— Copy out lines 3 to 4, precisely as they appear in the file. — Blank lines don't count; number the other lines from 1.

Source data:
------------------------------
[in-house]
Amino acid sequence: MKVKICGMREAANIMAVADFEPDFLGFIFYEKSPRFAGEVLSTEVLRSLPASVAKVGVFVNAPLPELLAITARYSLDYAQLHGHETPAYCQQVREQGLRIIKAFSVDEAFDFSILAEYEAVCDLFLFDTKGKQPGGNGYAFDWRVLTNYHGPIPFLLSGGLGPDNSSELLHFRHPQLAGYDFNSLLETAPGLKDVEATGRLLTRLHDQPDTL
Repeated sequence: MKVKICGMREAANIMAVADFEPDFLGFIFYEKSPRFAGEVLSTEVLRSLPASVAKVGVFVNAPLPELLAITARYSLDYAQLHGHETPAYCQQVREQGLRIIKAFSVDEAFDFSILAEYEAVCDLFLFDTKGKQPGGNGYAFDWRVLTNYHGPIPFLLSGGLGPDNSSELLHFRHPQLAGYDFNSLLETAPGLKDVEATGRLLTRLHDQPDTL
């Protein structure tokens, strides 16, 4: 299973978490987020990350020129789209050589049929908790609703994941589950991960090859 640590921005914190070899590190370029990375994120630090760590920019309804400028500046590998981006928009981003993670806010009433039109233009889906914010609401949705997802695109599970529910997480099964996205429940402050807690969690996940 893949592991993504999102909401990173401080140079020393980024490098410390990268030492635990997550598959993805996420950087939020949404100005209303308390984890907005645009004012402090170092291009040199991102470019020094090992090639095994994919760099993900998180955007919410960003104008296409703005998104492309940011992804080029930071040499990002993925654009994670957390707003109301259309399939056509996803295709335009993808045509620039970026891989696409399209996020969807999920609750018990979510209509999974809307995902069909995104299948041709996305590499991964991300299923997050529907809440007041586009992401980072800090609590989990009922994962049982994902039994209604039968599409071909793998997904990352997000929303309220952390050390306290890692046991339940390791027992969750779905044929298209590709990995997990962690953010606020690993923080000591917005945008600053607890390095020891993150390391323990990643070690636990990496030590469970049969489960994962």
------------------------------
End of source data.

Repeated sequence: MKVKICGMREAANIMAVADFEPDFLGFIFYEKSPRFAGEVLSTEVLRSLPASVAKVGVFVNAPLPELLAITARYSLDYAQLHGHETPAYCQQVREQGLRIIKAFSVDEAFDFSILAEYEAVCDLFLFDTKGKQPGGNGYAFDWRVLTNYHGPIPFLLSGGLGPDNSSELLHFRHPQLAGYDFNSLLETAPGLKDVEATGRLLTRLHDQPDTL
């Protein structure tokens, strides 16, 4: 299973978490987020990350020129789209050589049929908790609703994941589950991960090859 640590921005914190070899590190370029990375994120630090760590920019309804400028500046590998981006928009981003993670806010009433039109233009889906914010609401949705997802695109599970529910997480099964996205429940402050807690969690996940 893949592991993504999102909401990173401080140079020393980024490098410390990268030492635990997550598959993805996420950087939020949404100005209303308390984890907005645009004012402090170092291009040199991102470019020094090992090639095994994919760099993900998180955007919410960003104008296409703005998104492309940011992804080029930071040499990002993925654009994670957390707003109301259309399939056509996803295709335009993808045509620039970026891989696409399209996020969807999920609750018990979510209509999974809307995902069909995104299948041709996305590499991964991300299923997050529907809440007041586009992401980072800090609590989990009922994962049982994902039994209604039968599409071909793998997904990352997000929303309220952390050390306290890692046991339940390791027992969750779905044929298209590709990995997990962690953010606020690993923080000591917005945008600053607890390095020891993150390391323990990643070690636990990496030590469970049969489960994962």